ICE workers preparing for “indefinite strike” in 2014

ICE strikers

File photo

December 3rd, 2013 ( The labor union known as FIT, which represents workers of the Costa Rican Electricity Institute (ICE), has announced that ICE workers are preparing for an “indefinite strike” beginning in January 2014.


The threat comes in response to the possible approval of the Contingency Power Act, which would allow the private sector to participate in power generation.


Fabio Chaves, general coordinator of FIT and president of the Association of Industrial Employees in Communications and Energy (Asdeice), said authorities want to further privatize the electricity sector in order to break the “model of solidarity” and dismantle ICE’s electric division.


Chaves said that the privatization of the electricity sector undermines Costa Rican society.

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  • Joe1047

    Maybe instead of striking they should just step it up and provide a better, more efficient service?

    • mhogan

      But efficiency, too, “undermines Costa Rican society” does it not?

  • Derryl Hermanutz

    The promise of privatization is more efficient service and lower product prices. The reality is first the private corporation buys the infrastructure for a fraction of what it cost to build it. Then they lay off all the service workers and replace them with an answering machine so you will never again be able to talk to a human being. This is done in the interest of holding down costs. But instead of reducing the price they charge for their cost-reduced services, they keep prices the same and use all the cost savings to jack up executive salaries and bonuses. Management, of course, need annual increases in salaries and bonuses, so the company squeezes its workers by refusing to raise their salaries and wages. Pretty soon the workers who provide electricity can’t afford to buy electricity for their own houses, because management is taking all the income from the business. Then, God forbid the private company ever needs to invest in maintaining or adding to the infrastructure, the costs are all added to everybody’s electricity bill, just like in the supposed bad old public monopoly days. We’ve seen this promise of privatization many times, and it always turns out the same. Same or higher consumer prices, crumbling infrastructure, zero customer service, unhappy workers, and fat managers sucking up all the money. What’s not to like about privatizing public services?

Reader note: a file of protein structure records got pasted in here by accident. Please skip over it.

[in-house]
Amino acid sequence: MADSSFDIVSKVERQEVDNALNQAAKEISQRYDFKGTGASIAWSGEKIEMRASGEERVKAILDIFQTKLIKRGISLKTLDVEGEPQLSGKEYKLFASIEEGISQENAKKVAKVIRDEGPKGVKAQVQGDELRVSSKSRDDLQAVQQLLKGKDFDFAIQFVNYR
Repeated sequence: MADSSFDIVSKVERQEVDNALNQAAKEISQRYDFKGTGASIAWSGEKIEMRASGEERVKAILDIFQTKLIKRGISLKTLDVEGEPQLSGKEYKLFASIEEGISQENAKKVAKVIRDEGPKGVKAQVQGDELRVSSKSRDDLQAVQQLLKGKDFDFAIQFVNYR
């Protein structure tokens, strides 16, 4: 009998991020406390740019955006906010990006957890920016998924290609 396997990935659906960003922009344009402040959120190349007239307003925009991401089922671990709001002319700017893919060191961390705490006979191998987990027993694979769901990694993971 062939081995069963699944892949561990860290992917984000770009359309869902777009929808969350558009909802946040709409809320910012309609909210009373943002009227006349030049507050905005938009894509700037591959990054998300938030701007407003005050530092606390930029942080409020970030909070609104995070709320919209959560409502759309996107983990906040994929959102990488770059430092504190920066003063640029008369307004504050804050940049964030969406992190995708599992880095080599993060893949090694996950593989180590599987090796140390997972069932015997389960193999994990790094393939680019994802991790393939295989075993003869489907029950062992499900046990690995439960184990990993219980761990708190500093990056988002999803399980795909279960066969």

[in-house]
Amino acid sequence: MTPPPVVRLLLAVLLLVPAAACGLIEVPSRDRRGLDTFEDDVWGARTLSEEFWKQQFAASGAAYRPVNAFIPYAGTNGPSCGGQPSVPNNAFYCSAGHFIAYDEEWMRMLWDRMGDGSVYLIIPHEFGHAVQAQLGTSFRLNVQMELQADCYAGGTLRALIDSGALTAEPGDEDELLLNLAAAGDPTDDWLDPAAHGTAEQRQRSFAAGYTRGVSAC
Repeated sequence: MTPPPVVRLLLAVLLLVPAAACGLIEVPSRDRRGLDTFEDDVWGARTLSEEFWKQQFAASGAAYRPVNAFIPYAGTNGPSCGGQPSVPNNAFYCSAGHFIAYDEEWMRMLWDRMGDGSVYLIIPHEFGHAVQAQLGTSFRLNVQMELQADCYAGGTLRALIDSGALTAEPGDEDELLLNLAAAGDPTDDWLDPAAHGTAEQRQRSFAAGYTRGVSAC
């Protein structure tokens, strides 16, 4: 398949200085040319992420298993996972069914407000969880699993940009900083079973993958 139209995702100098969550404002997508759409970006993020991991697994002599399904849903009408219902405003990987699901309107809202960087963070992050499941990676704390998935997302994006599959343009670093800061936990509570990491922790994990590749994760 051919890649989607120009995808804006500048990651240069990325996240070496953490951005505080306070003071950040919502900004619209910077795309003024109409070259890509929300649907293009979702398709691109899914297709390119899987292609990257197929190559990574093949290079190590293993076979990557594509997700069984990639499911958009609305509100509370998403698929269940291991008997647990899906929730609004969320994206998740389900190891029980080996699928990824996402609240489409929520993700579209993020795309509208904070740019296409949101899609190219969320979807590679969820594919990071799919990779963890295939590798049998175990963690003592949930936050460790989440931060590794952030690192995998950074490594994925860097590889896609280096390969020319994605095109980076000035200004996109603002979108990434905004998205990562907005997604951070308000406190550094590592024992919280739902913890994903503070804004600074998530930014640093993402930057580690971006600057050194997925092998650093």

• mhogan

      From your comments, sounds like you’re describing Costa Rica’s monopoly with ICE and the country’s socialistic leanings as opposed to other countries who don’t (although they are harder and harder to find). Better to compare Panama with Venezuela vis-a-vis monopolistic practices and see where that argument takes you. Seems like you feel the latter is preferable and where CR is headed. Jeez, some commentators sure like “to carry water” for the status quo. Better to consider CR (and other countries) escalating electricity costs on economic impacts of green romanticism.

    • Gene Warneke

      You do describe contemporary capitalistic practices quite well. However, as mhogan commented, you have also pretty much described ICE as it now exists. So, are there any choices available.

  • Yeims

    Monopolies, especially government monopolies, are just about the worst way to go there is. They are ALWAYS inefficient to the extreme, and extremely costly to the clients. That’s why they are against the law in many countries having greater wisdom in these matters than Costa Rica.

  • tica chica

    ICEs monopoly may be distasteful and its customer service a joke but instead of striking to protect the status quo, why don’t the rank and file realize they are cutting off their noses to spite themselves? The execs will continue to do less for more pay, ride around in new vehicles and take paid holidays to watch soccer games.